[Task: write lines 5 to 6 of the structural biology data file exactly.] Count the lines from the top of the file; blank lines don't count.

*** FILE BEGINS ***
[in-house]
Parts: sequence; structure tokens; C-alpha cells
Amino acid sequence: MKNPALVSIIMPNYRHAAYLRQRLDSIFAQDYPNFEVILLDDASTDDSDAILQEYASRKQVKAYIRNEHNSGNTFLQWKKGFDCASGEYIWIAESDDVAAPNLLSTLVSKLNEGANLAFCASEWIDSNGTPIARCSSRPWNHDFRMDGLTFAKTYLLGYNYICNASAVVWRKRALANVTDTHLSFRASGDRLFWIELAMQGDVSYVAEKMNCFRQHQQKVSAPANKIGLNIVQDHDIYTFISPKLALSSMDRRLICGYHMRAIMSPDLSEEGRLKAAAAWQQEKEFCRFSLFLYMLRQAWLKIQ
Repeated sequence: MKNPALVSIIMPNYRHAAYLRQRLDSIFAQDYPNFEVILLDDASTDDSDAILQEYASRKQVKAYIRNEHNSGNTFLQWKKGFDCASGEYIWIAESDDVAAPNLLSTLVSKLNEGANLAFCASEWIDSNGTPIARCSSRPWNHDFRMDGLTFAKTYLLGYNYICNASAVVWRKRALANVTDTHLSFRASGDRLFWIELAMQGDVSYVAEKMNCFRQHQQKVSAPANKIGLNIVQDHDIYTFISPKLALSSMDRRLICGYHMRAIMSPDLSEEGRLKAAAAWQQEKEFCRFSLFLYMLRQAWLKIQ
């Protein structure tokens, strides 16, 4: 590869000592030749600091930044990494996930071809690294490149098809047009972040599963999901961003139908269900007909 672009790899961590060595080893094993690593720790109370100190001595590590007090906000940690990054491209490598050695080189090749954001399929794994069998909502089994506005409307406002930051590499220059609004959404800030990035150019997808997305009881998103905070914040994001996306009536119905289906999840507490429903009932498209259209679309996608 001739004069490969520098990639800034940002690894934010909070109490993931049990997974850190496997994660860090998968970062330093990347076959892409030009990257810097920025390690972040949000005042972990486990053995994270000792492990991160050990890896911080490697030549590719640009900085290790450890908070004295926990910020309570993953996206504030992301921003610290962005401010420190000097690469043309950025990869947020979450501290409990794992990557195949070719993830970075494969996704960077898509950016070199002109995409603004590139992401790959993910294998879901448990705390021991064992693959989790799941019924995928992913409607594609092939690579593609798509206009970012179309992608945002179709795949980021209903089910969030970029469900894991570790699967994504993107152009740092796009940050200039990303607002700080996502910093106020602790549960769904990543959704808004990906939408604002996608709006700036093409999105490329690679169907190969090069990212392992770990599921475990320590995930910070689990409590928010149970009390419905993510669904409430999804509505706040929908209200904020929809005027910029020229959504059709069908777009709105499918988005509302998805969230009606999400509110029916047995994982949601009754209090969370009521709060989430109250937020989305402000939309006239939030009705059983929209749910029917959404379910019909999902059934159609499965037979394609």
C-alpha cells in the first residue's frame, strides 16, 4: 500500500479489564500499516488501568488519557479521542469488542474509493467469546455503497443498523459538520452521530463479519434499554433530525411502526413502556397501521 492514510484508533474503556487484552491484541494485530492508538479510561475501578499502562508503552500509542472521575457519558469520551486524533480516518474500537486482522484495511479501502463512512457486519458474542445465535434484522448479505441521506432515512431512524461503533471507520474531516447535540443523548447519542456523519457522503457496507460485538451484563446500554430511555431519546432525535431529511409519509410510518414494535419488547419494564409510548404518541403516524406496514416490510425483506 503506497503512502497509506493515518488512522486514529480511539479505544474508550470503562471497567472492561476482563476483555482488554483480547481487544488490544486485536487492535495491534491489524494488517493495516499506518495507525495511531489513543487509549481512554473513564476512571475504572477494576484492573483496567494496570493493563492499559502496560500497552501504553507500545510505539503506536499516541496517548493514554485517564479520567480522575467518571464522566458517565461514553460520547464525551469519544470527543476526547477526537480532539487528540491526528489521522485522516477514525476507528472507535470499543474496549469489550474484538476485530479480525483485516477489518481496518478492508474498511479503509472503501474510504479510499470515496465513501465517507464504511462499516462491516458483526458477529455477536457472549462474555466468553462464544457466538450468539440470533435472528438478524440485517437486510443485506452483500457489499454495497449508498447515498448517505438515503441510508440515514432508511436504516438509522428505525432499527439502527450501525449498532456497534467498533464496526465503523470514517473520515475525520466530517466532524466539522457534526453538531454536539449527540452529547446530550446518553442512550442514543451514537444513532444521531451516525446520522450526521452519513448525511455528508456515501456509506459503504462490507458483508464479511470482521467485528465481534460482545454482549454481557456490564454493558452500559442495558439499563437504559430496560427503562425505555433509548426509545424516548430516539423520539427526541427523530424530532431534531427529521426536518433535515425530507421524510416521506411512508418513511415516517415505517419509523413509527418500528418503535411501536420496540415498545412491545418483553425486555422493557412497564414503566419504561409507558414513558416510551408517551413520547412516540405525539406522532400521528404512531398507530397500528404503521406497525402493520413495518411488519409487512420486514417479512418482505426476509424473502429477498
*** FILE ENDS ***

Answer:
């Protein structure tokens, strides 16, 4: 590869000592030749600091930044990494996930071809690294490149098809047009972040599963999901961003139908269900007909 672009790899961590060595080893094993690593720790109370100190001595590590007090906000940690990054491209490598050695080189090749954001399929794994069998909502089994506005409307406002930051590499220059609004959404800030990035150019997808997305009881998103905070914040994001996306009536119905289906999840507490429903009932498209259209679309996608 001739004069490969520098990639800034940002690894934010909070109490993931049990997974850190496997994660860090998968970062330093990347076959892409030009990257810097920025390690972040949000005042972990486990053995994270000792492990991160050990890896911080490697030549590719640009900085290790450890908070004295926990910020309570993953996206504030992301921003610290962005401010420190000097690469043309950025990869947020979450501290409990794992990557195949070719993830970075494969996704960077898509950016070199002109995409603004590139992401790959993910294998879901448990705390021991064992693959989790799941019924995928992913409607594609092939690579593609798509206009970012179309992608945002179709795949980021209903089910969030970029469900894991570790699967994504993107152009740092796009940050200039990303607002700080996502910093106020602790549960769904990543959704808004990906939408604002996608709006700036093409999105490329690679169907190969090069990212392992770990599921475990320590995930910070689990409590928010149970009390419905993510669904409430999804509505706040929908209200904020929809005027910029020229959504059709069908777009709105499918988005509302998805969230009606999400509110029916047995994982949601009754209090969370009521709060989430109250937020989305402000939309006239939030009705059983929209749910029917959404379910019909999902059934159609499965037979394609």
C-alpha cells in the first residue's frame, strides 16, 4: 500500500479489564500499516488501568488519557479521542469488542474509493467469546455503497443498523459538520452521530463479519434499554433530525411502526413502556397501521 492514510484508533474503556487484552491484541494485530492508538479510561475501578499502562508503552500509542472521575457519558469520551486524533480516518474500537486482522484495511479501502463512512457486519458474542445465535434484522448479505441521506432515512431512524461503533471507520474531516447535540443523548447519542456523519457522503457496507460485538451484563446500554430511555431519546432525535431529511409519509410510518414494535419488547419494564409510548404518541403516524406496514416490510425483506 503506497503512502497509506493515518488512522486514529480511539479505544474508550470503562471497567472492561476482563476483555482488554483480547481487544488490544486485536487492535495491534491489524494488517493495516499506518495507525495511531489513543487509549481512554473513564476512571475504572477494576484492573483496567494496570493493563492499559502496560500497552501504553507500545510505539503506536499516541496517548493514554485517564479520567480522575467518571464522566458517565461514553460520547464525551469519544470527543476526547477526537480532539487528540491526528489521522485522516477514525476507528472507535470499543474496549469489550474484538476485530479480525483485516477489518481496518478492508474498511479503509472503501474510504479510499470515496465513501465517507464504511462499516462491516458483526458477529455477536457472549462474555466468553462464544457466538450468539440470533435472528438478524440485517437486510443485506452483500457489499454495497449508498447515498448517505438515503441510508440515514432508511436504516438509522428505525432499527439502527450501525449498532456497534467498533464496526465503523470514517473520515475525520466530517466532524466539522457534526453538531454536539449527540452529547446530550446518553442512550442514543451514537444513532444521531451516525446520522450526521452519513448525511455528508456515501456509506459503504462490507458483508464479511470482521467485528465481534460482545454482549454481557456490564454493558452500559442495558439499563437504559430496560427503562425505555433509548426509545424516548430516539423520539427526541427523530424530532431534531427529521426536518433535515425530507421524510416521506411512508418513511415516517415505517419509523413509527418500528418503535411501536420496540415498545412491545418483553425486555422493557412497564414503566419504561409507558414513558416510551408517551413520547412516540405525539406522532400521528404512531398507530397500528404503521406497525402493520413495518411488519409487512420486514417479512418482505426476509424473502429477498